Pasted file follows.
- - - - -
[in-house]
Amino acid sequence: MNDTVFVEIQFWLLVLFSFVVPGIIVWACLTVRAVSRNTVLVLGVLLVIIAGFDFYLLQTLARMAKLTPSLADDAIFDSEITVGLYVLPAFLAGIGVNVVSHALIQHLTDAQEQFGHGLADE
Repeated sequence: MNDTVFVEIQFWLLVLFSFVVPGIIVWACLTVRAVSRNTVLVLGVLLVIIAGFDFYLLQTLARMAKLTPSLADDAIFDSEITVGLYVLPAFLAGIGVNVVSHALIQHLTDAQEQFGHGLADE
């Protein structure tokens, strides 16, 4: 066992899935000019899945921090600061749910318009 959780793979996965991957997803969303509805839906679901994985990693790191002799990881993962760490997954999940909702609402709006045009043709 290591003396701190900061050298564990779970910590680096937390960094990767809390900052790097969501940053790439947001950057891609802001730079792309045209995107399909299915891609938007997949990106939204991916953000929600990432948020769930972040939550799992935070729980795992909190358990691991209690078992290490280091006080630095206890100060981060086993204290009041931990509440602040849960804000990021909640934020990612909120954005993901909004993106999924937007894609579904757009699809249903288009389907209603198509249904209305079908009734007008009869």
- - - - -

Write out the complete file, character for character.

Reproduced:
[in-house]
Amino acid sequence: MNDTVFVEIQFWLLVLFSFVVPGIIVWACLTVRAVSRNTVLVLGVLLVIIAGFDFYLLQTLARMAKLTPSLADDAIFDSEITVGLYVLPAFLAGIGVNVVSHALIQHLTDAQEQFGHGLADE
Repeated sequence: MNDTVFVEIQFWLLVLFSFVVPGIIVWACLTVRAVSRNTVLVLGVLLVIIAGFDFYLLQTLARMAKLTPSLADDAIFDSEITVGLYVLPAFLAGIGVNVVSHALIQHLTDAQEQFGHGLADE
């Protein structure tokens, strides 16, 4: 066992899935000019899945921090600061749910318009 959780793979996965991957997803969303509805839906679901994985990693790191002799990881993962760490997954999940909702609402709006045009043709 290591003396701190900061050298564990779970910590680096937390960094990767809390900052790097969501940053790439947001950057891609802001730079792309045209995107399909299915891609938007997949990106939204991916953000929600990432948020769930972040939550799992935070729980795992909190358990691991209690078992290490280091006080630095206890100060981060086993204290009041931990509440602040849960804000990021909640934020990612909120954005993901909004993106999924937007894609579904757009699809249903288009389907209603198509249904209305079908009734007008009869």